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Potatoes Unhealthy: Think Again

Although it might sound like the old myth that tomatoes are poisonous, the commonly held myth regarding potatoes as unhealthy is basically false. Their health promoting properties are mostly unknown or ignored. Too much attention is paid to the starch content and somewhat high glycemic index of potatoes, which is manageable unless you`re a sugar freak or diabetic. Our ancestors existed on a diet largely free of large amounts of sugar and starch for millions of years.

Ample Nutrition, Including Protein!
What’s ignored is the fact that potatoes contain all 22 amino acids to form complete proteins after easy digesting. It makes for easier protein absorption than the digestive effort of breaking down the complete proteins in meat and dairy. Potatoes are a high source of potassium, even more than bananas, and are rich in other minerals. They are also rich in Vitamin C and B6. More importantly, Agricultural Research geneticists have identified 60 different kinds of phytochemicals in the skins and flesh of a wide variety of potatoes. Some potatoes` phenolic levels rival those of broccoli and spinach. Others contain high amounts of folic acid, quercetin and kukoamines. Potatoes are antioxidant dense as well.

What About the Skins?
Some say the skins are poisonous, even though they contain a high concentration of potatoes` nutrients. All potatoes produce small amounts of alkaloid called solanine as a form of natural insecticide. But potatoes that undergo prolonged exposure to light and warm temperatures can produce unusually high amounts of solanine. This skin hazard is applicable to wild potatoes, but cultivated potatoes don`t have that risk unless part of the skin is green or sprouts have begun to form. The green color is caused by similarly high levels of chlorophyll, which is produced at the same time. When you see either, it`s wise to avoid that whole potato, even though it takes a hefty amount of solanine to experience an immediate toxic reaction. Otherwise, eating skins is recommended.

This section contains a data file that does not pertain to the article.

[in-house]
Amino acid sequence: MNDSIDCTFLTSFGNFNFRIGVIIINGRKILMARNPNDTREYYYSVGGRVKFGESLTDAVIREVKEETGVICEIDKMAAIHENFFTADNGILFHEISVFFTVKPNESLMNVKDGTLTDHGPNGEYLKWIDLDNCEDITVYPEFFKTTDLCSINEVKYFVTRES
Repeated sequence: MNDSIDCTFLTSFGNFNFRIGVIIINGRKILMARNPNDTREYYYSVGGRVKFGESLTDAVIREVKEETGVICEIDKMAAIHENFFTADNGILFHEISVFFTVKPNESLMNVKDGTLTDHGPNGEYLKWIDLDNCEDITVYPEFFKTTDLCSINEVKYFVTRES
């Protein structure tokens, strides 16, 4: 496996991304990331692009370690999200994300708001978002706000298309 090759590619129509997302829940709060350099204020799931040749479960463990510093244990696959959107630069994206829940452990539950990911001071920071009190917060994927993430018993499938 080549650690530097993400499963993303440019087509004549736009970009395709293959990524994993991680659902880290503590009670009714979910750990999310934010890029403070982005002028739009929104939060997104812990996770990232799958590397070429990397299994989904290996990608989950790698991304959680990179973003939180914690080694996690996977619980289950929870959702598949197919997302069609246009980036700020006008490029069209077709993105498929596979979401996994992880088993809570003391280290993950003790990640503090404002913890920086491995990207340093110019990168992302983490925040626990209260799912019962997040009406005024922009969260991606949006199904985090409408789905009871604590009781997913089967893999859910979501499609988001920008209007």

A few health writers have mentioned that if they had to choose only one food for survival, it would be potatoes, baked, boiled, or sauteed but not fried. Combining potatoes` comfort food satisfaction with their high nutritional value of protein forming amino acids, vitamins, minerals, and especially disease preventing phytonutrients and antioxidants makes this an easy choice as a survival food.

Survival Game
Potatoes were the main staple of indigenous South American highland natives for centuries. The Spanish conquerors grabbed a few along with tons of gold and silver and took them back to Europe. They discovered that eating potatoes prevented scurvy! Slowly, various forms of potato meals became popular among peasants in several European nations. But they really took hold among the Irish. British rule prohibited Irish Catholics from entering the professions or owning land. They had to rent small plots from Anglo-Protestant owners and grew potatoes to survive. That’s a survival clue for you.

Its almost funny to say; still I wish to make it clear French fries and potato chips processed from the same potatoes are not to be considered super foods.

The fact that nutritionally dense potatoes are easy to grow year around in small lots, even flower boxes, offers another solution to the biologically modified & processed produce. Its important to keep organically home cultivated potatoes in a cool, dark dry place to prevent green skin or sprouts from forming. Stored this way, their shelf life is long. But it`s not a good idea to store potatoes in the refrigerator. That can cause the potato starch to become sugar. Lots of potatoes can be grown in a small area all year round, and it takes only a few to make a meal. Growing your own and neighborhood growing is gradually catching on in western societies. You can find out more by Googling “home grown potatoes” and “planting potatoes”. It`s even practical to grow edible potatoes in window flower boxes.

This article finds its place as my dedication to the Harvest festival. This festival is observed as Makarsankranti across the majority of India, as Uttarayan in the Western India, Pongal in the Southern state of India Tamil Nadu including Sri Lanka, and called Magha Bihu in the Eastern states in India. The intention of this festival is to thank the sun god, livestock, and farmstead that helped the material abundance.

Bewell,
Vivek

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